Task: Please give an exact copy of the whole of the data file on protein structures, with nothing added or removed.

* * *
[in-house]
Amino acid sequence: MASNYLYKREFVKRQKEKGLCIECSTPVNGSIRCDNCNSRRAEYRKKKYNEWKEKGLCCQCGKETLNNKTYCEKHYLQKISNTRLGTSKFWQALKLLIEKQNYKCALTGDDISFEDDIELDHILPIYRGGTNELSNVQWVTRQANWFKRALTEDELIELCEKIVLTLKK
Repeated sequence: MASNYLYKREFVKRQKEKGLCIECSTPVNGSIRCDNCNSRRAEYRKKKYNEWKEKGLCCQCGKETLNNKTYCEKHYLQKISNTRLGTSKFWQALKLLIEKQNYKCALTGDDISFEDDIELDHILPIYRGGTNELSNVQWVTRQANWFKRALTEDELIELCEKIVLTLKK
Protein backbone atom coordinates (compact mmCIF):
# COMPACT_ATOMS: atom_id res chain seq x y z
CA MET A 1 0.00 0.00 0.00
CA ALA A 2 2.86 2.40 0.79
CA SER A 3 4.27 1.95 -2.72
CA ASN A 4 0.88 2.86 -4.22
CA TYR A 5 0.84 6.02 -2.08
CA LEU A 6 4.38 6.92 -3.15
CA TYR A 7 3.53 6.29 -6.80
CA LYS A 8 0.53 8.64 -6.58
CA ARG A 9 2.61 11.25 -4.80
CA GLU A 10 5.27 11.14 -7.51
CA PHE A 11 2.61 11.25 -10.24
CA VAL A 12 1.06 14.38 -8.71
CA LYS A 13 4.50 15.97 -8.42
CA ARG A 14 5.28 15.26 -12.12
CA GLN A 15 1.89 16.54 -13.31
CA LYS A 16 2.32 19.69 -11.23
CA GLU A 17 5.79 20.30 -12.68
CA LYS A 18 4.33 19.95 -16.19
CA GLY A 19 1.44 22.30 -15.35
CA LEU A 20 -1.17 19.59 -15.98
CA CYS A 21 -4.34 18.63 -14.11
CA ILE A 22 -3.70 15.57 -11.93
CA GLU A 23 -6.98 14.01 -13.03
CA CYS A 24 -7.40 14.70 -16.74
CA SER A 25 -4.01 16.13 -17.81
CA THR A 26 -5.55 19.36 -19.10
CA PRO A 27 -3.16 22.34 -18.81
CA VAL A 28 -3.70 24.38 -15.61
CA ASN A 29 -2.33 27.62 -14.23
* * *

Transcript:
[in-house]
Amino acid sequence: MASNYLYKREFVKRQKEKGLCIECSTPVNGSIRCDNCNSRRAEYRKKKYNEWKEKGLCCQCGKETLNNKTYCEKHYLQKISNTRLGTSKFWQALKLLIEKQNYKCALTGDDISFEDDIELDHILPIYRGGTNELSNVQWVTRQANWFKRALTEDELIELCEKIVLTLKK
Repeated sequence: MASNYLYKREFVKRQKEKGLCIECSTPVNGSIRCDNCNSRRAEYRKKKYNEWKEKGLCCQCGKETLNNKTYCEKHYLQKISNTRLGTSKFWQALKLLIEKQNYKCALTGDDISFEDDIELDHILPIYRGGTNELSNVQWVTRQANWFKRALTEDELIELCEKIVLTLKK
Protein backbone atom coordinates (compact mmCIF):
# COMPACT_ATOMS: atom_id res chain seq x y z
CA MET A 1 0.00 0.00 0.00
CA ALA A 2 2.86 2.40 0.79
CA SER A 3 4.27 1.95 -2.72
CA ASN A 4 0.88 2.86 -4.22
CA TYR A 5 0.84 6.02 -2.08
CA LEU A 6 4.38 6.92 -3.15
CA TYR A 7 3.53 6.29 -6.80
CA LYS A 8 0.53 8.64 -6.58
CA ARG A 9 2.61 11.25 -4.80
CA GLU A 10 5.27 11.14 -7.51
CA PHE A 11 2.61 11.25 -10.24
CA VAL A 12 1.06 14.38 -8.71
CA LYS A 13 4.50 15.97 -8.42
CA ARG A 14 5.28 15.26 -12.12
CA GLN A 15 1.89 16.54 -13.31
CA LYS A 16 2.32 19.69 -11.23
CA GLU A 17 5.79 20.30 -12.68
CA LYS A 18 4.33 19.95 -16.19
CA GLY A 19 1.44 22.30 -15.35
CA LEU A 20 -1.17 19.59 -15.98
CA CYS A 21 -4.34 18.63 -14.11
CA ILE A 22 -3.70 15.57 -11.93
CA GLU A 23 -6.98 14.01 -13.03
CA CYS A 24 -7.40 14.70 -16.74
CA SER A 25 -4.01 16.13 -17.81
CA THR A 26 -5.55 19.36 -19.10
CA PRO A 27 -3.16 22.34 -18.81
CA VAL A 28 -3.70 24.38 -15.61
CA ASN A 29 -2.33 27.62 -14.23